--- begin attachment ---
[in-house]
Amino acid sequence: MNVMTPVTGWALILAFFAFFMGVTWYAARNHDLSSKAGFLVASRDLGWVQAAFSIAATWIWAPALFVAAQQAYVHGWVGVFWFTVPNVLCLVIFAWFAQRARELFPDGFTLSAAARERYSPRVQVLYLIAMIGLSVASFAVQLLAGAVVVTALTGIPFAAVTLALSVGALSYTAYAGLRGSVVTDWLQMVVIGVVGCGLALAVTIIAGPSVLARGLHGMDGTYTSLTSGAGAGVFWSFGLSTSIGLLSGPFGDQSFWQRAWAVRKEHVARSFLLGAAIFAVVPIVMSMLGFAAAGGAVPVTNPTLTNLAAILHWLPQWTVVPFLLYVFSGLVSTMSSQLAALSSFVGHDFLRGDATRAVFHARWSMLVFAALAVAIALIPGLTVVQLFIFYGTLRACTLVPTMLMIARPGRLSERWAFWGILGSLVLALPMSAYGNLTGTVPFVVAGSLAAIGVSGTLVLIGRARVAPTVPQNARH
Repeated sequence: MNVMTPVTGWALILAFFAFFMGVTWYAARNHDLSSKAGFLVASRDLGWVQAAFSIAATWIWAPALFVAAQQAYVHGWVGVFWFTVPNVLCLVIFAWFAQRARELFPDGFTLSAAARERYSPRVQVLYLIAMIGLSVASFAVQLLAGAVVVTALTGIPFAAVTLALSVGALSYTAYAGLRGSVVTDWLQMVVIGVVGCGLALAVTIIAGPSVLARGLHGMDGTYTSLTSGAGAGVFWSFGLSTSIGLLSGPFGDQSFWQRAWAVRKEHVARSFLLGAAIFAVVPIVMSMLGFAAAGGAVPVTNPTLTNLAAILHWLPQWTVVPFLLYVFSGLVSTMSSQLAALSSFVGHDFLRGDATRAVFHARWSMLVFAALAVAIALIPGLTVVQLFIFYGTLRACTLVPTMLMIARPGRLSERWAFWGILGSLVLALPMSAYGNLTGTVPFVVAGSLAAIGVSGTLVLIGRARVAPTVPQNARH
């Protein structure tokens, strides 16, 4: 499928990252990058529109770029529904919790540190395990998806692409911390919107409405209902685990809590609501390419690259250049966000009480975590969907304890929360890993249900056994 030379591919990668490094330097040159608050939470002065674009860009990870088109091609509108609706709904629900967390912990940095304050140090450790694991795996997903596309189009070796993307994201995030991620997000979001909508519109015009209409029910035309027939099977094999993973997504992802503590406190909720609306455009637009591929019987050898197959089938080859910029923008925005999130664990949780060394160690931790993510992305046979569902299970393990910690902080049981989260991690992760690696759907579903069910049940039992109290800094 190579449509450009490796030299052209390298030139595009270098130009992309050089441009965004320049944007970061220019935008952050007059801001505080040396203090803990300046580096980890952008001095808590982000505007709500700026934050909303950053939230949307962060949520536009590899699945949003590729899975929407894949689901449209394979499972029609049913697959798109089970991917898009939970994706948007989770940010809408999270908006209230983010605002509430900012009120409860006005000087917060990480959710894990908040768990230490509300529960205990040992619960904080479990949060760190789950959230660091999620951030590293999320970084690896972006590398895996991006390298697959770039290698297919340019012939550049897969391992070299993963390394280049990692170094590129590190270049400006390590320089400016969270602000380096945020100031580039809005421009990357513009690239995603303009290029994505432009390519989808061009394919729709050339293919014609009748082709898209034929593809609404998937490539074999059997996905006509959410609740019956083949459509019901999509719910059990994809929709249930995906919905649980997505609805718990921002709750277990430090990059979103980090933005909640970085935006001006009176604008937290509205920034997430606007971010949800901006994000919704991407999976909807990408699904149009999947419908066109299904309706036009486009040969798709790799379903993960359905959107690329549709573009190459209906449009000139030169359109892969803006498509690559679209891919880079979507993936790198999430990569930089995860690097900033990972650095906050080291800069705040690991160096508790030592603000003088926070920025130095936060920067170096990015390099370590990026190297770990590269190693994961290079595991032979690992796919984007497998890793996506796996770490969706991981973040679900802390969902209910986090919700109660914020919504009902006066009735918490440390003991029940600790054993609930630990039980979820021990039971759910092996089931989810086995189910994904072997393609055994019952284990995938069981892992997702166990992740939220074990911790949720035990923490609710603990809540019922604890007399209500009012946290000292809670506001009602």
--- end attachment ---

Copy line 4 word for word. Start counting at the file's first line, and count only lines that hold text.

């Protein structure tokens, strides 16, 4: 499928990252990058529109770029529904919790540190395990998806692409911390919107409405209902685990809590609501390419690259250049966000009480975590969907304890929360890993249900056994 030379591919990668490094330097040159608050939470002065674009860009990870088109091609509108609706709904629900967390912990940095304050140090450790694991795996997903596309189009070796993307994201995030991620997000979001909508519109015009209409029910035309027939099977094999993973997504992802503590406190909720609306455009637009591929019987050898197959089938080859910029923008925005999130664990949780060394160690931790993510992305046979569902299970393990910690902080049981989260991690992760690696759907579903069910049940039992109290800094 190579449509450009490796030299052209390298030139595009270098130009992309050089441009965004320049944007970061220019935008952050007059801001505080040396203090803990300046580096980890952008001095808590982000505007709500700026934050909303950053939230949307962060949520536009590899699945949003590729899975929407894949689901449209394979499972029609049913697959798109089970991917898009939970994706948007989770940010809408999270908006209230983010605002509430900012009120409860006005000087917060990480959710894990908040768990230490509300529960205990040992619960904080479990949060760190789950959230660091999620951030590293999320970084690896972006590398895996991006390298697959770039290698297919340019012939550049897969391992070299993963390394280049990692170094590129590190270049400006390590320089400016969270602000380096945020100031580039809005421009990357513009690239995603303009290029994505432009390519989808061009394919729709050339293919014609009748082709898209034929593809609404998937490539074999059997996905006509959410609740019956083949459509019901999509719910059990994809929709249930995906919905649980997505609805718990921002709750277990430090990059979103980090933005909640970085935006001006009176604008937290509205920034997430606007971010949800901006994000919704991407999976909807990408699904149009999947419908066109299904309706036009486009040969798709790799379903993960359905959107690329549709573009190459209906449009000139030169359109892969803006498509690559679209891919880079979507993936790198999430990569930089995860690097900033990972650095906050080291800069705040690991160096508790030592603000003088926070920025130095936060920067170096990015390099370590990026190297770990590269190693994961290079595991032979690992796919984007497998890793996506796996770490969706991981973040679900802390969902209910986090919700109660914020919504009902006066009735918490440390003991029940600790054993609930630990039980979820021990039971759910092996089931989810086995189910994904072997393609055994019952284990995938069981892992997702166990992740939220074990911790949720035990923490609710603990809540019922604890007399209500009012946290000292809670506001009602």